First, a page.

The aim of this study was to assess the biological effect of the product Jodis Concentrate (JC) on the rabbit ovaries by evaluating the folliculogenesis and expression of oocyte-specific growth differentiation factor 9 (GDF9). The experiment was conducted with 30 female two month old New Zealand rabbits that were the F1 offspring born to mothers differently treated with Jodis concentrate. The control group (n=10), consisted of F1 offspring born to mothers without iodine treatment, and was not supple- mented with JC. The first experimental group (n=10), consisted of F1 offspring born to mothers treated with JC during pregnancy and the suckling period, and was supplemented with JC daily at a dose of 2 ml/L drinking. The second experimental group (n=10), consisted of F1 offspring born to mothers without iodine treatment, and was also supplemented daily with the same dose of JC - 2 ml/L drinking. All groups were fed with total mixed ration for growing rabbits. The trial lasted 48 days. The ovaries were weighed and prepared for histological examination. The GDF9 protein expression in the ovary was determined by immunohistochemical analysis. The addition of JC to the drinking water of female rabbits led to more active development of the ovarian follicles from primordial to tertiary stage in both experimental groups. More intensive GDF9 protein expression in the oocytes and cumulus cells of rabbits, supplemented with JC was observed.
The purpose of the study was to study the activity of the phytoestrogen genistein (GEN) act- ing on FSHR and LHR in rat ovaries with polycystic ovary syndrome (PCOS). Sixty rats were di- vided into six groups. Rats in the dose group received genistein at a concentration of either 5 (low genistein dose group, L-gen), 10 (middle genistein dose group, M-Gen) or 20 (high genistein dose group, H-Gen) mg per kg of body weight per day. Estrogen group (EG, received 0.5 mg/kg Dieth- ylstilbestrol). Concentration of sex hormones in serum was quantified by enzyme-linked immuno- sorbent assay (ELISA). Expressions of follicle-stimulating hormone receptor (FSHR) and lutein- izing hormone receptor (LHR) protein were determined by immunohistochemistry. Treatment with genistein resulted in a strong stimulation of the concentration of sex hormone in serum. The concentration of progesterone and FSH was signiﬁcantly higher in H-Gen when compared to the PCOS model control group (MG) (P < 0.01). In contrast, the concentration of testosterone, LH and the ratio of LH/FSH decreased in GEN treatment groups compared to MG, the effect was statistically significant, tested by the ANOVA test (p<0.01). For hormone receptor activity, treat- ment with genistein resulted in an improvement of ovarian function with LHR protein expression being enhanced and FSHR protein expression being suppressed. Our results demonstrate that Genistein played a significant role in regulating FSH and LH receptor expression to improve perimenopausal ovarian and uterine function.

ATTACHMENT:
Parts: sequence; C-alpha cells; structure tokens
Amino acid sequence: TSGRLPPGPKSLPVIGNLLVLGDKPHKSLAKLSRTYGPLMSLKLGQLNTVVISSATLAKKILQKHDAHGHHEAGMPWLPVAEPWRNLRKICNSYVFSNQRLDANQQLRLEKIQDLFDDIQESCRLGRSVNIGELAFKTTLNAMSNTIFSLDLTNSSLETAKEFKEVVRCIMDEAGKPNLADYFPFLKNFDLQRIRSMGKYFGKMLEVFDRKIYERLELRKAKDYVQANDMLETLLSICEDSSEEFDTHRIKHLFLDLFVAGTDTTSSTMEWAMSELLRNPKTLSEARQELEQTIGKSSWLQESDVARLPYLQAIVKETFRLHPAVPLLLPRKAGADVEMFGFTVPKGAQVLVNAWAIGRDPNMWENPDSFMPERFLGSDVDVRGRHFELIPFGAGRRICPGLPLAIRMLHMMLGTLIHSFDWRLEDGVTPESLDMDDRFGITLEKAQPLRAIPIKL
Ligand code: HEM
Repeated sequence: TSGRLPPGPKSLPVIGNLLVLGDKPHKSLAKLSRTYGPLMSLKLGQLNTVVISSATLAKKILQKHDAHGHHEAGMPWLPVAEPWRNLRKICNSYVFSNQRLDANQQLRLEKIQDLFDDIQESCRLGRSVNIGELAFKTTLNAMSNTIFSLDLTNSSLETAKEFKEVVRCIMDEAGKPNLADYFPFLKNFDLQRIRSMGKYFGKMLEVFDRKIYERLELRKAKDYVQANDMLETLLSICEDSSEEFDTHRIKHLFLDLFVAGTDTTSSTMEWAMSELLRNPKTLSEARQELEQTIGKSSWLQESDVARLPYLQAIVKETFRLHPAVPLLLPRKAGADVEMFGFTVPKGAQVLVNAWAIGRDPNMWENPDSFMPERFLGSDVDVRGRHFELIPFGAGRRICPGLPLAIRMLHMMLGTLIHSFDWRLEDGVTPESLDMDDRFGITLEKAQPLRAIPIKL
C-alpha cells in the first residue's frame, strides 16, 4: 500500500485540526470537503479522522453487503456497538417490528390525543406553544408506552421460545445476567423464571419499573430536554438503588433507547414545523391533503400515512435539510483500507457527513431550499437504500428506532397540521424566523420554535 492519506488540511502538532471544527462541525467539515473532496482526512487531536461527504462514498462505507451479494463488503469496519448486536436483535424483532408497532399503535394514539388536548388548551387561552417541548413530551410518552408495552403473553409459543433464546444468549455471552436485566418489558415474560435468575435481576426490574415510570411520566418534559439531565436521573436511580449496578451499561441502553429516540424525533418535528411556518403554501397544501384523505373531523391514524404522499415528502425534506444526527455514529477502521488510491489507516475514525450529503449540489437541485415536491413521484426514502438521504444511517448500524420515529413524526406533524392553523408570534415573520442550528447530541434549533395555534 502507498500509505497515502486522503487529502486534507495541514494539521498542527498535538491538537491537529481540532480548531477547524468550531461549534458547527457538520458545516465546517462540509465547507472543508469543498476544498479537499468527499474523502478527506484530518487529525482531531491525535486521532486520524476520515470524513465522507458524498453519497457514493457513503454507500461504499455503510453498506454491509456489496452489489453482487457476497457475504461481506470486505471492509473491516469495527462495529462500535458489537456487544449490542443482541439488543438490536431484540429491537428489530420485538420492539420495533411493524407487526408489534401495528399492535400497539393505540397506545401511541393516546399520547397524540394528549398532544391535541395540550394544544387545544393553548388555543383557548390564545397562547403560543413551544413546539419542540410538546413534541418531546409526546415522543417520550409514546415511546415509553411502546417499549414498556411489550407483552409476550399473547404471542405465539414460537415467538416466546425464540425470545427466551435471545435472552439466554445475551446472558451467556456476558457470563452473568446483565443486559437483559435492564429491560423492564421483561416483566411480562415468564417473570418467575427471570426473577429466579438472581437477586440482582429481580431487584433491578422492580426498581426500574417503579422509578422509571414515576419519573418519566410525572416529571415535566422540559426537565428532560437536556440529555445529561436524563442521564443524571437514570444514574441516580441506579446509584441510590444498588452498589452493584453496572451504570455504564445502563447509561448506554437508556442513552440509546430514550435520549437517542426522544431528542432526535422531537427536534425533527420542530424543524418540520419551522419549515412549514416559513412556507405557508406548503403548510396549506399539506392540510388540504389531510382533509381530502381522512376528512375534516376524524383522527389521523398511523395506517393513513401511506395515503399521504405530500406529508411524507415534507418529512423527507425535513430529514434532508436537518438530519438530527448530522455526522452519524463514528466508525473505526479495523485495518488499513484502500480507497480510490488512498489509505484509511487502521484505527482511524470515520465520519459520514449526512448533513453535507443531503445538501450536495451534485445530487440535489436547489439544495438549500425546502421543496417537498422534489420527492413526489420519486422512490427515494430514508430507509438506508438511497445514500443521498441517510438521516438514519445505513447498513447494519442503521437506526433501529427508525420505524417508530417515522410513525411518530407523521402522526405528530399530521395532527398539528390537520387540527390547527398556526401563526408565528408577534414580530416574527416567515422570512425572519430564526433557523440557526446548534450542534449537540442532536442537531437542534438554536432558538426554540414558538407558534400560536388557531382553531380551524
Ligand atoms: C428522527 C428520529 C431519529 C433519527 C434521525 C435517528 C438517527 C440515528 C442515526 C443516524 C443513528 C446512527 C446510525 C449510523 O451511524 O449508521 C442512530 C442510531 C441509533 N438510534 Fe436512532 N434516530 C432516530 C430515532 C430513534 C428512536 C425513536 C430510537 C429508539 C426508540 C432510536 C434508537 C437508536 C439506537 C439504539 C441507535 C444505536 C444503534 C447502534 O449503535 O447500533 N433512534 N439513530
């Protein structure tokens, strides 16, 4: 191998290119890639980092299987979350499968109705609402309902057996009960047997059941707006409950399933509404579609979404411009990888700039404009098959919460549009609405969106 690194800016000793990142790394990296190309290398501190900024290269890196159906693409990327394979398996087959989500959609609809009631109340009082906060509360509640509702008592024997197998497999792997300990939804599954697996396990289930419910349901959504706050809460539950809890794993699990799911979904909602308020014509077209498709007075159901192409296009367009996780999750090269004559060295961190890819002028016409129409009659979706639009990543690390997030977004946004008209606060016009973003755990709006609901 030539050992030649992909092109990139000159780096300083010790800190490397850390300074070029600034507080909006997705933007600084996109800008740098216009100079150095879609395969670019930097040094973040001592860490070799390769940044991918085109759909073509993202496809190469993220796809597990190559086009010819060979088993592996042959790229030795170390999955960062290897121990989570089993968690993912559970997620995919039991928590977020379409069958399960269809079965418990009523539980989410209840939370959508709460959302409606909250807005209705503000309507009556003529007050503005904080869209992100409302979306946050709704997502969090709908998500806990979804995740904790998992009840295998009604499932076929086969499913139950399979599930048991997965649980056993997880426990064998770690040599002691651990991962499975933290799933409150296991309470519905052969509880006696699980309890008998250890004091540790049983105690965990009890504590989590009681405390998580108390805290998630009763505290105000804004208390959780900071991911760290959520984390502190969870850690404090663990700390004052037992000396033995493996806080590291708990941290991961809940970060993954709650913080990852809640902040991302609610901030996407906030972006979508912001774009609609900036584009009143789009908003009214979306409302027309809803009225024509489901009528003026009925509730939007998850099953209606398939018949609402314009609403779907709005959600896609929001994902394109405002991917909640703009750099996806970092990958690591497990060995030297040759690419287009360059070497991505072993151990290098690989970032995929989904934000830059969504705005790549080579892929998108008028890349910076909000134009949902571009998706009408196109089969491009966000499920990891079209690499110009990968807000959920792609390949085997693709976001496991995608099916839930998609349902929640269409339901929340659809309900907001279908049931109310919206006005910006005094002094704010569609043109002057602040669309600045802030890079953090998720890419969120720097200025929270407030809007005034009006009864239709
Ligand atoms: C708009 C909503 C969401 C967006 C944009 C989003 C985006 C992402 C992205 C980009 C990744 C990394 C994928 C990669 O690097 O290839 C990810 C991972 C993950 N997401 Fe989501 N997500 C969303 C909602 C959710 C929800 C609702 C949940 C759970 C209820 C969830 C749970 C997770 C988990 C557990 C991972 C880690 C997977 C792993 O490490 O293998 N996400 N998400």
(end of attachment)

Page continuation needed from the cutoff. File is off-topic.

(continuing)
In this investigation, the effects of genistein (GEN) on the expression of steroidogenic genes such as steroidogenic acute regulatory protein (StAR), side-chain cleavage enzymes (P450scc) and cytochrome P450 aromatase (CYP19) were assessed. For this study, forty young female Sprague Dawley (SD) rats at aged 2-3 months (200±20 g) and forty aged female SD rats aged 10-12 months (490±20 g) were selected. Also, based on weight they were divided into a negative control group (NC), three different GEN dose groups, which received GEN of 15, 30, 60 mg/kg, and a positive control group (PC). The experiment lasted 30 days. Concentrations of serum hormones were determined by Enzyme-linked immunosorbent assay (ELISA). Gene and protein expressions of StAR, P450scc and CYP19 were determined by Real-Time PCR and western blot techniques. It was observed that 30-60 mg/kg GEN could increase the expression of androgen generating key enzymes in the young rat ovary. GEN also significantly increased progesterone and E2 levels in the serum of aged rats and reduced the levels of LH and FSH in the serum of both young and aged rats. Compared with young rats, the effect of GEN on the ovary of aged rats was stronger and a lower dose of GEN (15 mg/kg) showed an obvious effect on these indicators. GEN influenced both estrogen level and indicators associated with estrogen and androgen transformation processes, which indicates that GEN can impair the growth and maturation of the ovary.